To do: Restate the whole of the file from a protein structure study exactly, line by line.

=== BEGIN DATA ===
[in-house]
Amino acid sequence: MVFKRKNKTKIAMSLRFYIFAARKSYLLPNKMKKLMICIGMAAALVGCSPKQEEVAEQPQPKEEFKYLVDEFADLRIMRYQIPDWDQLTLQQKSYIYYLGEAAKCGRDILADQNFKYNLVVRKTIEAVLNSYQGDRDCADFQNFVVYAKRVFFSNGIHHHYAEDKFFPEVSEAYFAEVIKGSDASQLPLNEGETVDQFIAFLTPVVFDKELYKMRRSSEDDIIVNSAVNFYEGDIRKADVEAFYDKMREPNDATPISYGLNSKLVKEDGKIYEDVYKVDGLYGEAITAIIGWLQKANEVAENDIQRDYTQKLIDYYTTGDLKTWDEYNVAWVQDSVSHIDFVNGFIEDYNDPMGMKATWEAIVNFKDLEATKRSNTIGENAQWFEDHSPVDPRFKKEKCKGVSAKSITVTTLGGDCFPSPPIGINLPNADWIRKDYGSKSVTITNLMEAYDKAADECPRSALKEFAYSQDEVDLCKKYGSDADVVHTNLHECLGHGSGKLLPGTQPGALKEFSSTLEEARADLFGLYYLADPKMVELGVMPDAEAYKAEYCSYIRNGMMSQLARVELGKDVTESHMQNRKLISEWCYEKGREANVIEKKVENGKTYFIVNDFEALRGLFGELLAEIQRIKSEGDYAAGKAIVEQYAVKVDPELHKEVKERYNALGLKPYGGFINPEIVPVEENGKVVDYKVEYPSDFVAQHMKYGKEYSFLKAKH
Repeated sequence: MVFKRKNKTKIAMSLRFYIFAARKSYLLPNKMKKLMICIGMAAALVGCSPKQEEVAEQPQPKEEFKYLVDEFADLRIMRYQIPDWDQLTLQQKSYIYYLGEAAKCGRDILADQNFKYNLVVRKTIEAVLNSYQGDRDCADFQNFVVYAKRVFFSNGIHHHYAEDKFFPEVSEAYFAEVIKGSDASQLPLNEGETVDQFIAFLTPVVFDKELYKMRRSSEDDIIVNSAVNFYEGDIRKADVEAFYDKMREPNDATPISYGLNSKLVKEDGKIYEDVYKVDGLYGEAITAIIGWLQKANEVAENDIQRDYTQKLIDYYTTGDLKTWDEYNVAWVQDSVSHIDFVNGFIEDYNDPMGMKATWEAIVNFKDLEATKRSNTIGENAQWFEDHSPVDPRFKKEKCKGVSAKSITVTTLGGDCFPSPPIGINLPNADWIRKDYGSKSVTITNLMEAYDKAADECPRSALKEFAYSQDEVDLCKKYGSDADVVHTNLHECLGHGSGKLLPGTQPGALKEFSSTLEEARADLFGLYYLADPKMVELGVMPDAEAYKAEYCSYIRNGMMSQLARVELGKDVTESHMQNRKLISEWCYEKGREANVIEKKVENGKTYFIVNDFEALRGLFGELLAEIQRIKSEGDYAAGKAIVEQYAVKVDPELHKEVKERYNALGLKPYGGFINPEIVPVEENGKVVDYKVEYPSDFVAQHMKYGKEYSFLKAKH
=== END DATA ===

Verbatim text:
[in-house]
Amino acid sequence: MVFKRKNKTKIAMSLRFYIFAARKSYLLPNKMKKLMICIGMAAALVGCSPKQEEVAEQPQPKEEFKYLVDEFADLRIMRYQIPDWDQLTLQQKSYIYYLGEAAKCGRDILADQNFKYNLVVRKTIEAVLNSYQGDRDCADFQNFVVYAKRVFFSNGIHHHYAEDKFFPEVSEAYFAEVIKGSDASQLPLNEGETVDQFIAFLTPVVFDKELYKMRRSSEDDIIVNSAVNFYEGDIRKADVEAFYDKMREPNDATPISYGLNSKLVKEDGKIYEDVYKVDGLYGEAITAIIGWLQKANEVAENDIQRDYTQKLIDYYTTGDLKTWDEYNVAWVQDSVSHIDFVNGFIEDYNDPMGMKATWEAIVNFKDLEATKRSNTIGENAQWFEDHSPVDPRFKKEKCKGVSAKSITVTTLGGDCFPSPPIGINLPNADWIRKDYGSKSVTITNLMEAYDKAADECPRSALKEFAYSQDEVDLCKKYGSDADVVHTNLHECLGHGSGKLLPGTQPGALKEFSSTLEEARADLFGLYYLADPKMVELGVMPDAEAYKAEYCSYIRNGMMSQLARVELGKDVTESHMQNRKLISEWCYEKGREANVIEKKVENGKTYFIVNDFEALRGLFGELLAEIQRIKSEGDYAAGKAIVEQYAVKVDPELHKEVKERYNALGLKPYGGFINPEIVPVEENGKVVDYKVEYPSDFVAQHMKYGKEYSFLKAKH
Repeated sequence: MVFKRKNKTKIAMSLRFYIFAARKSYLLPNKMKKLMICIGMAAALVGCSPKQEEVAEQPQPKEEFKYLVDEFADLRIMRYQIPDWDQLTLQQKSYIYYLGEAAKCGRDILADQNFKYNLVVRKTIEAVLNSYQGDRDCADFQNFVVYAKRVFFSNGIHHHYAEDKFFPEVSEAYFAEVIKGSDASQLPLNEGETVDQFIAFLTPVVFDKELYKMRRSSEDDIIVNSAVNFYEGDIRKADVEAFYDKMREPNDATPISYGLNSKLVKEDGKIYEDVYKVDGLYGEAITAIIGWLQKANEVAENDIQRDYTQKLIDYYTTGDLKTWDEYNVAWVQDSVSHIDFVNGFIEDYNDPMGMKATWEAIVNFKDLEATKRSNTIGENAQWFEDHSPVDPRFKKEKCKGVSAKSITVTTLGGDCFPSPPIGINLPNADWIRKDYGSKSVTITNLMEAYDKAADECPRSALKEFAYSQDEVDLCKKYGSDADVVHTNLHECLGHGSGKLLPGTQPGALKEFSSTLEEARADLFGLYYLADPKMVELGVMPDAEAYKAEYCSYIRNGMMSQLARVELGKDVTESHMQNRKLISEWCYEKGREANVIEKKVENGKTYFIVNDFEALRGLFGELLAEIQRIKSEGDYAAGKAIVEQYAVKVDPELHKEVKERYNALGLKPYGGFINPEIVPVEENGKVVDYKVEYPSDFVAQHMKYGKEYSFLKAKH